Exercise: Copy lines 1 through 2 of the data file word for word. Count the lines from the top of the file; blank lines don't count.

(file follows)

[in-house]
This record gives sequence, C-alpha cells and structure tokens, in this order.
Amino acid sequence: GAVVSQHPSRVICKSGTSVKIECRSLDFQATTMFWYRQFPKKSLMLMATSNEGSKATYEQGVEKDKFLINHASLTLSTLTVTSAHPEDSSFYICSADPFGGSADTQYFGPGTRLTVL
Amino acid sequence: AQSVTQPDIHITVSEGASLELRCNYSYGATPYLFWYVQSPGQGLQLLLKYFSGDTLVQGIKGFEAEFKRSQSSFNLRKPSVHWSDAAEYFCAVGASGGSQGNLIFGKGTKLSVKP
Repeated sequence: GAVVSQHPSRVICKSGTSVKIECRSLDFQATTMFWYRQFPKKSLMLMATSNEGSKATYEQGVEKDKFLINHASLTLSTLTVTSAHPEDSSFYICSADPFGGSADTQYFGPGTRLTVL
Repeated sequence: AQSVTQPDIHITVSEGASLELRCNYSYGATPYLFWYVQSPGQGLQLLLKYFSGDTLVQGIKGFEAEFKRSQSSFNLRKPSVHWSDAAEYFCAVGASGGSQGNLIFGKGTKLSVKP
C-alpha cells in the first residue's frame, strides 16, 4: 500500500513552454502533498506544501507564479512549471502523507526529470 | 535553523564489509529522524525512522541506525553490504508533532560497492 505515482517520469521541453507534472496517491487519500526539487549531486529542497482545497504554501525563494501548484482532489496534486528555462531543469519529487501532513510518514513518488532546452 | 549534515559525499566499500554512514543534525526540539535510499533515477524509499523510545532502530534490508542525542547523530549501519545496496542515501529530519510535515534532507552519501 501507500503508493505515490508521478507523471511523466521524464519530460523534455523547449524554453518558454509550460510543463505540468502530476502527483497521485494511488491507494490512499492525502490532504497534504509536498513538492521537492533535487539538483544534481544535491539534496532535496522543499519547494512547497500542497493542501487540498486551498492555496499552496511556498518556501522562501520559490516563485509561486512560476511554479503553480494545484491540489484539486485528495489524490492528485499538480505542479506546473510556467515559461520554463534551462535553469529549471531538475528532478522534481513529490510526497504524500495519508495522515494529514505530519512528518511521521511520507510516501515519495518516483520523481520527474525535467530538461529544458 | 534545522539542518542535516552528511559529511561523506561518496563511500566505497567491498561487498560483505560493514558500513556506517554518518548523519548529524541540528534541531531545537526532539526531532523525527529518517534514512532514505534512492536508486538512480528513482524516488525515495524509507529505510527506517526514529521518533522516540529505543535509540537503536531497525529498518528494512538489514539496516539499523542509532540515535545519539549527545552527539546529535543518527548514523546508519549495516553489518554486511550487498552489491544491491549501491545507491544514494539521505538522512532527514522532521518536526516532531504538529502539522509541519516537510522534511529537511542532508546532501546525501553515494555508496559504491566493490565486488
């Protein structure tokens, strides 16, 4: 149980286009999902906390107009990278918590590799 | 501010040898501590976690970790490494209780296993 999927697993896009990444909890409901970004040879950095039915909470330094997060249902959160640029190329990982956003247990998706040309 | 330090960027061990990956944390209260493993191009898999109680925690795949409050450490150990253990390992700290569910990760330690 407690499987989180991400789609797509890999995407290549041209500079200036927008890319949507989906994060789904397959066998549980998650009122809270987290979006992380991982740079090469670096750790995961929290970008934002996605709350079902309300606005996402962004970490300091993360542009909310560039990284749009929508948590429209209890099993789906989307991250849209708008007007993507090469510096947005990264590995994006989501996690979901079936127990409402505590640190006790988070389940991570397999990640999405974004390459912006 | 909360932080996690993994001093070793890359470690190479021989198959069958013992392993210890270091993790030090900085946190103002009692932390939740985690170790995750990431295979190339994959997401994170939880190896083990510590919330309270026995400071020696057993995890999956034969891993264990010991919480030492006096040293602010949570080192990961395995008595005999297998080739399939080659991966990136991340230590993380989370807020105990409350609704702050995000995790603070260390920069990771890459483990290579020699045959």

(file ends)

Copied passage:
[in-house]
This record gives sequence, C-alpha cells and structure tokens, in this order.